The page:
IT is experiencing a historic period of “profound change,” according to the preliminary results of “35th Annual SIM IT Trends Study,” published recently by the The Society for Information Management. The SIM IT trends survey is based on the responses of 1,002 IT managers and leaders at 717 organizations. Of the respondents, 451 are CIOs. The organizations’ average annual revenue is $5.6 billion, with an average IT budget of $288 million.
Three trends highlighted by the survey underscore the importance for CIO’s to impact business oriented performance measures, develop their people leadership skills and invest in employee training & development. The study’s lead researcher Leon Kappleman says, “IT organizations are not focusing on cost cutting like they used to be, but instead their focus today is on how to create value for the business.”
IT Focuses More on the Business, Less on Internal Services
The concept of IT in the enterprise is in a period of transition, as IT for many organizations today is less about directly providing internal services and more about driving the business and contributing to business strategy. Of the top 10 performance measures for CIOs, the top four (value of IT to the business, IT’s contribution to strategy, customer satisfaction, and innovative new ideas) are business oriented, not IT oriented. Performance measures five through seven are IT oriented (availability, projects delivered on time, and IT cost controls), but the rest of the top 10 fall in the business category (productivity improvement, business cost reduction controls and revenue growth). In summary, seven of the top 10 performance measures for CIOs relate to business, not IT.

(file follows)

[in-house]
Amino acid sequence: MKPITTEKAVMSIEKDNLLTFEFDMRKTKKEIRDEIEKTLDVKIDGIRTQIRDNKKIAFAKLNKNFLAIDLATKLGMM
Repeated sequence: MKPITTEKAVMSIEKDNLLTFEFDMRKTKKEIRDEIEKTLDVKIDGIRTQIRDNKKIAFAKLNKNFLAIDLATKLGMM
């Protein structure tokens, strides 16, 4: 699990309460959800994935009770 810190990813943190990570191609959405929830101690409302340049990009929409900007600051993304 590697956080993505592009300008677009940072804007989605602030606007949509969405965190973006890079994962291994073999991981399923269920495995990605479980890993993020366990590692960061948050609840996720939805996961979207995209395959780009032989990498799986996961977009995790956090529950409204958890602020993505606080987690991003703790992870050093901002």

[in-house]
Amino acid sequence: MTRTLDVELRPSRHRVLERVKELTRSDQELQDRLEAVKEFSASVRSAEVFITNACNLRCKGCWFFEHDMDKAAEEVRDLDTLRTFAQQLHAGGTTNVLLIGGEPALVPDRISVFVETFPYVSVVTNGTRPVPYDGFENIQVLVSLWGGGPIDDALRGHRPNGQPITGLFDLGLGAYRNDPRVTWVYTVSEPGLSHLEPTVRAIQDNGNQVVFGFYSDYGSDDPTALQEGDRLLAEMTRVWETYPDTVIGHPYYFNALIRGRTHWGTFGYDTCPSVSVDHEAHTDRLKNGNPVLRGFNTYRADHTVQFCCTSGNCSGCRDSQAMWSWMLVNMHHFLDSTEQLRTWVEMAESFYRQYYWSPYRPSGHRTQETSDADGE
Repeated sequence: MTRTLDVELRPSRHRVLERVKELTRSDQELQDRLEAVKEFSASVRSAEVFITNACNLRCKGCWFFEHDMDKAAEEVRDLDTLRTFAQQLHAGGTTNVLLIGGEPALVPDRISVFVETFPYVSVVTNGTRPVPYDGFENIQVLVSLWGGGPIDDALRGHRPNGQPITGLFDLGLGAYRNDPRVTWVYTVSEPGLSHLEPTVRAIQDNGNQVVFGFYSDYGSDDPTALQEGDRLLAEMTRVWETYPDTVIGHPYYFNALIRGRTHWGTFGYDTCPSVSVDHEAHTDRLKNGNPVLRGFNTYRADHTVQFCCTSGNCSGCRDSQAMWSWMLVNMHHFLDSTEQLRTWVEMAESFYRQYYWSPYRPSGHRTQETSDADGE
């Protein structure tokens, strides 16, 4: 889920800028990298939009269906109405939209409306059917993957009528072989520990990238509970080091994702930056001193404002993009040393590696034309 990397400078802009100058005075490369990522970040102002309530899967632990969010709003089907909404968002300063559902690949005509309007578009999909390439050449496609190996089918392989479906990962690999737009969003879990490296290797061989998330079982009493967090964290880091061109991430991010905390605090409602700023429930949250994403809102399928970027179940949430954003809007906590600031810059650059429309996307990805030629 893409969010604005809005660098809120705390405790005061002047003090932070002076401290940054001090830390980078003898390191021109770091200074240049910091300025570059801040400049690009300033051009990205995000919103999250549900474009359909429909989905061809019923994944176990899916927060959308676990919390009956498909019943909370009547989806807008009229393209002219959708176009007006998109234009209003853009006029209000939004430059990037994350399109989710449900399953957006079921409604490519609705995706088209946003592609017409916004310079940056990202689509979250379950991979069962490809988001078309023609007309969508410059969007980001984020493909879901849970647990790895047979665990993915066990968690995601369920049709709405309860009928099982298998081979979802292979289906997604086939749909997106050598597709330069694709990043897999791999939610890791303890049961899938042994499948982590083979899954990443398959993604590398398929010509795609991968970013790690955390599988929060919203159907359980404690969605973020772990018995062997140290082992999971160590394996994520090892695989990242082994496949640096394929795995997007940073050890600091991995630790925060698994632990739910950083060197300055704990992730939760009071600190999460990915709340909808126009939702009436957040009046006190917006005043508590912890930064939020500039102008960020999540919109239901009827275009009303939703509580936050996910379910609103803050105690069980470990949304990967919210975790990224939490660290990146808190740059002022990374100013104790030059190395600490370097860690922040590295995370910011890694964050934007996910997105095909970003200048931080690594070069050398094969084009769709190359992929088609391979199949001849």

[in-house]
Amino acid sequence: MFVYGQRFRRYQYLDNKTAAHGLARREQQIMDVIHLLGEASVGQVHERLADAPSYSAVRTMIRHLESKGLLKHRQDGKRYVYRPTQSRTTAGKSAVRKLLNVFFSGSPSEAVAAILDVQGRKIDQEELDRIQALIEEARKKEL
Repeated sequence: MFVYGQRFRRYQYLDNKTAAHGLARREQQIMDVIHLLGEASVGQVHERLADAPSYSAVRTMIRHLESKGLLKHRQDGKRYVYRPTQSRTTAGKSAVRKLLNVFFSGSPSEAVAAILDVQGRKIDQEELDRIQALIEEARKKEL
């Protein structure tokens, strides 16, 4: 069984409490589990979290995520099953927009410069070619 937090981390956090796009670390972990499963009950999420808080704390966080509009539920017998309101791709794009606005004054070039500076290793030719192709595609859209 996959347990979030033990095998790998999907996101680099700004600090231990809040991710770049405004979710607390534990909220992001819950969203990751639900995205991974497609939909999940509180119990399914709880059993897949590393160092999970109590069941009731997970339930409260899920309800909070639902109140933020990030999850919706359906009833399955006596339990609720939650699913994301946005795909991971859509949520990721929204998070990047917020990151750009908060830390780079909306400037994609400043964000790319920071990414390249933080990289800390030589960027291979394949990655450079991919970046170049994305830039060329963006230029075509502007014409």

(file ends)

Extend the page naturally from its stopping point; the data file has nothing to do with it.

Top Leadership Skills Are People Skills
When asked to name the top 10 skills for CIO success, the respondents overwhelmingly named people skills, not technical know-how, as being most vital. Note that “emotional intelligence,” for example, grabs the number seven spot in the below list. The leading 10 skills for CIO success are:
- Provide leadership (35%)
- People management (30%)
- Strategic planning (24%)
- Decision making (24%)
- Verbal communication (21%)
- Collaboration (21%)
- Emotional Intelligence (16%)
- Honesty (16%)
- Business analysis (12%)
- Change management (12%)
IT Talent Comes, IT Talent Goes
In an effort to retain their IT talent, CIOs have increased their spending on employee training and education for the second consecutive year, with a slight bump to 4.99 percent in 2014 from 4.68 percent in 2013. This spending is justified in view of the “very high turnover in IT,” said Kappelman, who pointed out the employee turnover rate among the respondents was 8.97 percent in 2014, which is significantly higher than the 10-year average employee turnover rate of 6.26 percent. Overall, CIOs themselves enjoyed a slight increase in job tenure, from an average of 5.20 years in 2013 to 5.41 years in 2014.